We spent the evening working and looking down to the street from my blown-out windows as people loaded bodies — the injured and the dead — into random people’s cars. Volunteers and paramedics were combing the streets late into the night, shining blue lights and calling out for people to signal to them if they were stuck in the rubble.
By 3 a.m., everyone had fled the area, and I think we were the only ones left. The street was engulfed in darkness, except for one candle flickering on my neighbor’s balcony. It felt as if someone left it to keep someone else calm. It kept me sane for hours.
Warnings started going around that the air could be toxic, so we decided to leave for a house on the mountainside outside of Beirut in the middle of the night. Sunday’s cage disappeared in the blast, so we put her in a cooler. The usually abrasive cat ended up shaking in my lap the whole ride, clutching onto my shoulder, her face resting on my arm as she watched a quiet and destroyed Beirut through the window. We could hear the glass relentlessly crunching under us. Other times we felt the tiny shards from the shattered rear window fly at our necks and the sound of slabs of concrete sliding on the roof.
I stayed in the mountains until Wednesday morning, when I took a taxi back to town. Despite street closures, I forced myself back into my neighborhood and negotiated my way to my apartment. The building next door was on the verge of collapsing. Civil defense and police told us our building will fall soon.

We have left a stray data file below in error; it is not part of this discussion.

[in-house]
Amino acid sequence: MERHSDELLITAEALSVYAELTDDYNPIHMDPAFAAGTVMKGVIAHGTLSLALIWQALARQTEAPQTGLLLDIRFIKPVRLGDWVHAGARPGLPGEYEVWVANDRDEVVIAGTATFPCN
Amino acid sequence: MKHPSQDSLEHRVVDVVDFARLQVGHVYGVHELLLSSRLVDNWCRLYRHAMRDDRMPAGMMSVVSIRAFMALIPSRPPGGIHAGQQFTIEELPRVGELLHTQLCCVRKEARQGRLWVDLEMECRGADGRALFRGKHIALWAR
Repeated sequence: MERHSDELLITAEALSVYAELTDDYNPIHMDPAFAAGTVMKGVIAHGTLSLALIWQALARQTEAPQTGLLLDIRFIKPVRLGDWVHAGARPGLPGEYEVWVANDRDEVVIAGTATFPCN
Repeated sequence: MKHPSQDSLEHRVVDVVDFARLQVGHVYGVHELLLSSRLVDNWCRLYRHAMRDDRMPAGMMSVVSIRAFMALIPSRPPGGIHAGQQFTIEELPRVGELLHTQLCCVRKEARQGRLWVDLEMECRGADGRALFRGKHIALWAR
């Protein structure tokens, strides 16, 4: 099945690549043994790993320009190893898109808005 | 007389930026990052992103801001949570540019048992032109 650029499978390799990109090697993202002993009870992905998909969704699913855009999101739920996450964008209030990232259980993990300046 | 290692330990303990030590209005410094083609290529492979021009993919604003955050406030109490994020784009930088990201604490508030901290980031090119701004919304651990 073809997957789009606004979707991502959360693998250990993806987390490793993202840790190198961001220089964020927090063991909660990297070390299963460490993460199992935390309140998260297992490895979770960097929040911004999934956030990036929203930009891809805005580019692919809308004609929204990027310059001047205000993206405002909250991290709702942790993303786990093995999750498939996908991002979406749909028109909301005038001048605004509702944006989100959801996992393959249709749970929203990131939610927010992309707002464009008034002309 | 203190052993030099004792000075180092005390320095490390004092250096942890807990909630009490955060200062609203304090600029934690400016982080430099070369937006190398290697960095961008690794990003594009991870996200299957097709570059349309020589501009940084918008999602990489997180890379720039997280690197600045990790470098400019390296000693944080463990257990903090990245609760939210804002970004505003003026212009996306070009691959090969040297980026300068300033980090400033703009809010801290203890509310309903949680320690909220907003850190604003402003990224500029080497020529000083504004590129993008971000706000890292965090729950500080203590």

By the time I reached my hotel in the afternoon, I realized that Wednesday marks the 10-year anniversary of my leaving Syria for the United States. When Syria became too dangerous to return to, Beirut, a short trip away from my hometown of Damascus, became like a second home. It’s the only place I’ve had to come back to since 2015. And now I don’t know if I have an apartment anymore. A friend I went to high school with in Damascus texted me, “You can’t have survived Syria to die in Beirut, laws of physics won’t allow it.”
But the collective trauma of Beirut really started to hit when I walked into my destroyed apartment. I knew at that moment that I don’t know if I’ll see my new home again. “What books do you want to pack?” a civil defense member who came upstairs with me asked.
I looked at my 400 books, most of them lined up in front of a large custom-made mirror from Istanbul. Another pile sat by my favorite yellow chair that I shipped here. These are the first furniture items I have ever owned. I threw some of my favorite books in the suitcase: “Revenge of the Lawn” by Richard Brautigan, a book about octopuses, the novel “Milkman” by Anna Burns.
But these are all just things. Sunday is just a cat. The Lebanese have lost loved ones, many watching them die in front of them.
I carried my suitcase and some tote bags filled with I-don’t-know-what, walked down my stairs and felt myself grow untethered, as if I could just float away with no place to go.